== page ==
Hou Yifan knew exactly what she was doing Thursday, even if the commentators didn’t. (Pavlo Palamarchuk/Associated Press)

Chess can be a confusing game — and not just for those unfamiliar with the board game’s strategies and rules. It turns out even grandmasters can be left wondering what the heck is going on. Such was the case at the Gibraltar Chess Festival on Thursday when the world’s top-ranked female player made five moves that left the tournament’s broadcast team gasping in horror.

“What’s going on. What. Is. Going. On?” British grandmaster Simon Williams stammered out while watching China’s Hou Yifan’s effectively throw the game against a lower-ranked male competitor. “This is the first time I’ve been speechless in eight years.”

Williams, who quickly regained his voice, wondered if the 22-year-old Hou Yifan had “gone mental” or was “still drunk.”

“What the hell’s going on?” Williams added, narrating the five-time world champion’s opening moves. “It goes G4 — okay, that’s mental already — D5, F3! What the hell is that?!”

“I’ve done this kind of bet when I’ve been extremely drunk with some friends,” he continued. “I reckon Hou Yifan’s heard about this bet. . . . This is the kind of thing you’d see in primary school or from a very drunk person.”

Williams’s broadcast partner Jovanka Houska, a chess international master, luckily had a clue about what was actually happening.

“She must be upset with something,” Houska said. “I was discussing with her at dinnertime and she thought the pairings were very unfair towards her. She was a bit upset that she was playing seven women (in the 10-round mixed-sex tournament).”

Indeed, it turns out, Houska was right. Hou Yifan was very much sober when she decided to throw the match Thursday. Already the best women’s player in the world, Hou Yifan, who ranks 105th when male players are accounted for, came to the open tournament seeking new challenges and instead got saddled with playing old competitors.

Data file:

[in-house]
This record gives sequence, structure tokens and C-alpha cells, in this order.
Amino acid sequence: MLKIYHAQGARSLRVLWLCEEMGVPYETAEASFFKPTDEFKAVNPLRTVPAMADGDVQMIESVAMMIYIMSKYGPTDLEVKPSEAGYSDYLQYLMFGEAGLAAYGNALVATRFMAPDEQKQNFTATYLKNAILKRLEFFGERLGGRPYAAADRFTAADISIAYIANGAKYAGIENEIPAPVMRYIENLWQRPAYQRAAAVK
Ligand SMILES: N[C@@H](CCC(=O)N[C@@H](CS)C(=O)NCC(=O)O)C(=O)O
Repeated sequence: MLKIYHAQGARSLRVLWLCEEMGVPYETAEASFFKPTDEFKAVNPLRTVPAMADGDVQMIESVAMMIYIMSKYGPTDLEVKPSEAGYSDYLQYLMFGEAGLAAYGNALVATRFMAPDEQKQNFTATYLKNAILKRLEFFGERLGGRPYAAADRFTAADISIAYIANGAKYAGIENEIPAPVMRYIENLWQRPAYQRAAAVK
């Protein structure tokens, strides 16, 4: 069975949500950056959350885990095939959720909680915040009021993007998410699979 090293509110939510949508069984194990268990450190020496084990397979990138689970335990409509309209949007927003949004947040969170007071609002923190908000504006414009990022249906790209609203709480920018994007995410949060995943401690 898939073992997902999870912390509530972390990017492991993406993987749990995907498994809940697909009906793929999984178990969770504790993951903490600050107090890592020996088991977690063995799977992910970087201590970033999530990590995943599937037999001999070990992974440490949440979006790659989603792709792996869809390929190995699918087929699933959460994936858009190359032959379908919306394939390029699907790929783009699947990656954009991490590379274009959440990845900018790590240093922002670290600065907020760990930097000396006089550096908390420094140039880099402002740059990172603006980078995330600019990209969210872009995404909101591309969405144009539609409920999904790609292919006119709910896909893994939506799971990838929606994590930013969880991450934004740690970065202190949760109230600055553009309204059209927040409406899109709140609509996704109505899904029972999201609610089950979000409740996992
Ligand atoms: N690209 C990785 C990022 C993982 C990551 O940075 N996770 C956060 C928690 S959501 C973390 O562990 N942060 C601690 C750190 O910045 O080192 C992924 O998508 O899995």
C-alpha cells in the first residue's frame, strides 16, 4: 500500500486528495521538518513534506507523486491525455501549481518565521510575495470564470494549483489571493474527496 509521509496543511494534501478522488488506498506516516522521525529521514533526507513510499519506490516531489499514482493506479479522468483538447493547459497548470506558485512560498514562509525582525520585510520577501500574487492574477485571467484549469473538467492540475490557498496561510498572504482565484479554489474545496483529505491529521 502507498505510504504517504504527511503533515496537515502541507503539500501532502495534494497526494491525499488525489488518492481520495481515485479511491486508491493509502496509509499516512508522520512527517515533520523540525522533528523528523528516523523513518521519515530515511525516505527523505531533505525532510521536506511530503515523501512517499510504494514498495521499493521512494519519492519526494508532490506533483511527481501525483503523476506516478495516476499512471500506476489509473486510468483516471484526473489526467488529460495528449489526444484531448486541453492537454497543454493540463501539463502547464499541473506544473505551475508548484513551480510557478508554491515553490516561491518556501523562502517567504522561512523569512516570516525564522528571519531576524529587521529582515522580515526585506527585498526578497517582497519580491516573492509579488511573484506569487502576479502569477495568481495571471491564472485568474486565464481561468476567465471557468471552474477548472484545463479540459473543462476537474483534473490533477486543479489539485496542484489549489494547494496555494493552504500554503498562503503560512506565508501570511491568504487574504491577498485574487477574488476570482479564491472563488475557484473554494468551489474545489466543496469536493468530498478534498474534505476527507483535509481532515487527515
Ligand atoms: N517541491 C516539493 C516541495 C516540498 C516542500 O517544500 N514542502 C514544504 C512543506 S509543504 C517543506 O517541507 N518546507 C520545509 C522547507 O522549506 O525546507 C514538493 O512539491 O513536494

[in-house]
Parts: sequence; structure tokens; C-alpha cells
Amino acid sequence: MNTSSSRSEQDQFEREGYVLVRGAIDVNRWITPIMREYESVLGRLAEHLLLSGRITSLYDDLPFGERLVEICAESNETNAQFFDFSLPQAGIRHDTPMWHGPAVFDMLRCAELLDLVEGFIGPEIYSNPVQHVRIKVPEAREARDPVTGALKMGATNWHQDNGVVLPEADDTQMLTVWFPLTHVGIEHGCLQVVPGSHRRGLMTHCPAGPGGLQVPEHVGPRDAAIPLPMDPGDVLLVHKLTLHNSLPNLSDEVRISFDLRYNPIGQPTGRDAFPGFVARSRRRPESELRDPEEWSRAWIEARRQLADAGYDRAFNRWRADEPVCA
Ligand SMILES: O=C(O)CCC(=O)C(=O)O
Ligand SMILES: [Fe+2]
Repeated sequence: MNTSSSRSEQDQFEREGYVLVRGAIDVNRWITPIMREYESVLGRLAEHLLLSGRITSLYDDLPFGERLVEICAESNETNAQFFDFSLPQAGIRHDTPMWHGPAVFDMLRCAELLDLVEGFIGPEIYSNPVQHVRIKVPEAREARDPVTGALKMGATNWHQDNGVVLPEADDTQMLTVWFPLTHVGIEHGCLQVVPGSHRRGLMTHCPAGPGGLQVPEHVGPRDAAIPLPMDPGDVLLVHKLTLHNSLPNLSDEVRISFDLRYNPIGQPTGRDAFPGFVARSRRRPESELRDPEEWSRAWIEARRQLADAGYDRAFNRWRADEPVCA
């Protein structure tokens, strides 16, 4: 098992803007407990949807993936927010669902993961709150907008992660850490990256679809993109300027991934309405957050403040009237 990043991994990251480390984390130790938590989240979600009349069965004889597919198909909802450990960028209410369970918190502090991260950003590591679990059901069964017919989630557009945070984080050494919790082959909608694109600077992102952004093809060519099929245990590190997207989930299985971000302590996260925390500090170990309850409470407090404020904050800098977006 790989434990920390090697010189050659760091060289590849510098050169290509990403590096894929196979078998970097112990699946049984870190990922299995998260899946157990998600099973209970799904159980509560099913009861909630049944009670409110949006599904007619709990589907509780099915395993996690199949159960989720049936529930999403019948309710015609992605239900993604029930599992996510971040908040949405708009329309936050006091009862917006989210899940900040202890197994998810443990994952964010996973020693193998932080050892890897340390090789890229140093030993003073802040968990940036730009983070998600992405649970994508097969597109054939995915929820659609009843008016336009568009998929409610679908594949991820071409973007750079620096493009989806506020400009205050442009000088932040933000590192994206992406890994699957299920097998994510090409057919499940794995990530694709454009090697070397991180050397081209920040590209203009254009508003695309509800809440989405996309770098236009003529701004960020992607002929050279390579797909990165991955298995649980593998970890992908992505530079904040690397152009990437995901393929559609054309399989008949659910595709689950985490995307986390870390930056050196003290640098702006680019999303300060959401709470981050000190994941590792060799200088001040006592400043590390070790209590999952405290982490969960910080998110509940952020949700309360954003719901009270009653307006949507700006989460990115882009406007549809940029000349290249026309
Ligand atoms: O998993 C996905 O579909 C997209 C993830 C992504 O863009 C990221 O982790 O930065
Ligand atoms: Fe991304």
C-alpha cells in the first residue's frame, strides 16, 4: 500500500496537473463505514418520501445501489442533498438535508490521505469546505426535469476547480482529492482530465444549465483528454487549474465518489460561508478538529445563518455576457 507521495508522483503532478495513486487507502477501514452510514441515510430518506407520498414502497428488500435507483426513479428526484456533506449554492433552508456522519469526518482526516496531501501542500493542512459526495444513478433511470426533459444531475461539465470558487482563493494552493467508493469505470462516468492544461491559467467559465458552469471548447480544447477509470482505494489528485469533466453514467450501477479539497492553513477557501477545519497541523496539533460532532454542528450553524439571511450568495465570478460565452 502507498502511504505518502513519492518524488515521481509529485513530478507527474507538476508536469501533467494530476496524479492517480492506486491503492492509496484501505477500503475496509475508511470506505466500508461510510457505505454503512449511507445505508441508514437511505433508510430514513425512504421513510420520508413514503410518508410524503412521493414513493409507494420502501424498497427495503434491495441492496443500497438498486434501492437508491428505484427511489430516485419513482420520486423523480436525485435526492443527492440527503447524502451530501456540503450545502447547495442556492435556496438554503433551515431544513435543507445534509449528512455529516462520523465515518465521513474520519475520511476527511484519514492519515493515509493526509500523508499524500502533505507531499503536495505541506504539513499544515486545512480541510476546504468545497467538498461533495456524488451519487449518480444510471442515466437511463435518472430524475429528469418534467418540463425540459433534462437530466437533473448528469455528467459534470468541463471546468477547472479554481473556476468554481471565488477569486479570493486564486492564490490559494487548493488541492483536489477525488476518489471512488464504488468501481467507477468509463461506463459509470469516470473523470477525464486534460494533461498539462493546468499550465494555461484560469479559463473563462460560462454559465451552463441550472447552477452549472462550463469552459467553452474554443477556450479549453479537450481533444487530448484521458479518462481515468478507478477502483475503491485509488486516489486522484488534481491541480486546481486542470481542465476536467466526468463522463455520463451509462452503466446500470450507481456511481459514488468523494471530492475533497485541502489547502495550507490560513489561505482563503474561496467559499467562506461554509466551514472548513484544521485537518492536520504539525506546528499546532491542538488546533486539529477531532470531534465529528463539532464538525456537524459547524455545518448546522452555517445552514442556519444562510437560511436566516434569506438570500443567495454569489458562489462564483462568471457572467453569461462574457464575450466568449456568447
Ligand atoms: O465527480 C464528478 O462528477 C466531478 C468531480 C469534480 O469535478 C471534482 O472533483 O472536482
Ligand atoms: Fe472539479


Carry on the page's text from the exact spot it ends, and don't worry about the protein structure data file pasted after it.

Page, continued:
“We are chess players and of course when we’re playing a tournament we want to show our best performance and create interesting games for the chess fans,” she explained after setting the chess world atilt.

Hou Yifan didn’t outright accuse the event organizers of rigging the pairings, which are said to be determined by an automated system, but she called them both “weird” and “unbelievable.”

“It makes me really, really upset,” she said. “Not just for me but for the other women players.”

While it took Williams a while to grasp Hou Yifan’s motives, other female chess players appeared to understand, including U.S. women’s chess champion Nazi Piakidze-Barnes.

“Hou Yifan has been my idol since I first met her,” Piakidze-Barnes began a pair of tweets on Thursday. “In addition to her being a genius, she’s extremely kind and humble. It’s clear that she thinks some of the pairings at (the Gibraltar Chess Festival) were rigged. True or not, she did what she thought was right and her decision should be respected.”